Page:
WTA Baku Review

Bojana Jovanovski took the first WTA title of her career with a 6-3 6-1 victory in Baku defeating the American Julie Cohen. Jovanovski was broken just once in the whole match and broke Cohen’s serve five times on the way to victory to become the first Serbian to win a title this year. 

While Cohen will be disappointed to have gone down so easily in the final, it has been a great week for her. Julia Cohen’s hefty schedule has finally paid dividends with this final moving her into the top 100 for the first time. Her defensive style may not have been pleasing on the eye to some but it has been incredibly effective here.

No.4 seeds Irina Buryachok and Valerie Solovieva became the eighth doubles team of the year to win their first tournament together with a 6-3 6-2 win over the Czech/Italian pairing over Eva Birnerova and Alberta Brianti. The pairing dropped just sixteen games over the four matches where they did not drop a set.

WTA Baku Preview

Baku (International)

With the Olympics up next week, the Baku Cup is suffering from a depleted field with no seed inside the top 50 and two outside the top 100  and a last direct acceptance of the world ranked 200 player Olga Savchuk. It will be a blow for the newly formed tournament with last year’s winner Vera Zvonareva unable to compete although losing finalist Ksenia Pervak will compete as No.1 seed.

Favourite – With such a weak field it is hard to pick a stand out favourite, but Ksenia Pervak certainly makes a case having made the final here last year. She is probably the best player in the field as it is and her hard court form earlier in the year was fairly decent, with most of her defeats being in matches she had been expected to lose anyway, making the third round in Doha, Miami and Indian Wells. Along with the final here, she also made the final and won in the other Eurasian event in Tashkent without dropping a set.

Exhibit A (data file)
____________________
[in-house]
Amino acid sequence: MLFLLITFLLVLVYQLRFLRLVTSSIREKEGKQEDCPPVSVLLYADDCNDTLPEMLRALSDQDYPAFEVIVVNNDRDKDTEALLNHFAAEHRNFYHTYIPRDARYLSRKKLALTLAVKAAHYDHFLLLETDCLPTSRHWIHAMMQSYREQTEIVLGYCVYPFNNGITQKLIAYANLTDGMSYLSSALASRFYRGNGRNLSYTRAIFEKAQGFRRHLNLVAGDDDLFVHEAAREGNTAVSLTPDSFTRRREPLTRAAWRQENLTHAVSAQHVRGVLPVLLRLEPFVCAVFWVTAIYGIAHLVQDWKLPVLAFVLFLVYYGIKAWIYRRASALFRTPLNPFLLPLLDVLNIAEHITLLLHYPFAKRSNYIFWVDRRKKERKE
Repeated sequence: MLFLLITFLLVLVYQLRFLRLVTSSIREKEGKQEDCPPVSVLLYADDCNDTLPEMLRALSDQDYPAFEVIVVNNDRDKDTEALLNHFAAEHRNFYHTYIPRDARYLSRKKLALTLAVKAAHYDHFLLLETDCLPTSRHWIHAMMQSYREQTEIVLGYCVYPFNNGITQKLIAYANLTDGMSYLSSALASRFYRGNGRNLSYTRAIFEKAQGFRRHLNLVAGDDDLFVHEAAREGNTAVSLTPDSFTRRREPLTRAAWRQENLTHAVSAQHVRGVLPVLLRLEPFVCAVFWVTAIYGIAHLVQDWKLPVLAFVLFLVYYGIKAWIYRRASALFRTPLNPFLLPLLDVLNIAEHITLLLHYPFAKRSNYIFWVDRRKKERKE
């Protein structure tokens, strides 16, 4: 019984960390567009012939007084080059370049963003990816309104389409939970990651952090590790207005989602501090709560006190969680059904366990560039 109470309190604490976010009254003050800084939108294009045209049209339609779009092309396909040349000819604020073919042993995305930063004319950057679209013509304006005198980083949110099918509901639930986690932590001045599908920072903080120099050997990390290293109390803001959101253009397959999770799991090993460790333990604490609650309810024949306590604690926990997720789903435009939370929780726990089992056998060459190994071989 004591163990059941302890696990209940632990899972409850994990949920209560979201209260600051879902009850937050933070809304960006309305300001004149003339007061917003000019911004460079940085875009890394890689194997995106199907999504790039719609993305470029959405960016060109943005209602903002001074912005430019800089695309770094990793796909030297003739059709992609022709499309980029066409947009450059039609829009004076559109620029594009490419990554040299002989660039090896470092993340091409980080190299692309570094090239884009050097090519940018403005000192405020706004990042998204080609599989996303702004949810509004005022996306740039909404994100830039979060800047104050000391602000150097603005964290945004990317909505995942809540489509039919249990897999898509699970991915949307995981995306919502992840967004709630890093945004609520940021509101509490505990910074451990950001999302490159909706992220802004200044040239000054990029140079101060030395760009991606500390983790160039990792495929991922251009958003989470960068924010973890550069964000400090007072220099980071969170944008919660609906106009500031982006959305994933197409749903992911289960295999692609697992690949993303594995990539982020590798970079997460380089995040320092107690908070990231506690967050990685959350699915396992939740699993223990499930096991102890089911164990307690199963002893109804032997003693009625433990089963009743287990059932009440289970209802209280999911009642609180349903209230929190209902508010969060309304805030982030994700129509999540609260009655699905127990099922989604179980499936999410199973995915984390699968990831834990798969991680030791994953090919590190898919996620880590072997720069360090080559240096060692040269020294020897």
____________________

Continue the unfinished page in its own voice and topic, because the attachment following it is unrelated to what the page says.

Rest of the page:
Outsider – Talented but inconsistent, Bojana Jovanovski could go well here, the Serb is No.5 seed here and benefits from the being in the weaker side of the draw. She has shown glimpses of her talent on a regular occasion, most recently against Wimbledon quarter-finalist Sabine Lisicki who she took to three sets and could well have won. Panova and Bratchikova in her half are nothing special while perhaps the biggest threat in her draw Andrea Hlavackova has the Olympics on her mind and surely her thoughts will be elsewhere halfway through the week.

One To Watch – Twice a Junior grand slam finalist (W French Open 2010, F Wimbledon 2012), Elena Svitolina finally takes her first steps on to the main tour here in Azerbaijan. While clay appears to be her favoured surface, her form on the ITF Circuit last year was impressive on hard courts having took titles in Nigeria and Turkey and also making a final in a Russian 50k. She comes off a good run at Wimbledon where she was defeated in the Girls Final by Eugenie Bouchard.

Did You Know…?

Of the seeds, only Ksenia Pervak possesses a WTA Tour singles title. (Tashkent 2011)

Against the seeds she has faced (Minella, Panova, Jovanovski, Bratchikova), Akgul Amanmuradova does not have a losing record. 

There is a 20 year difference in age between the youngest and oldest competitors in Baku – Varvara Flink at 15 and Tamarine Tanasugarn at 35.

Finals Prediction – Pervak to beat Jovanovski in 3 sets

The new Centre Court in Baku

Wimbledon Gallery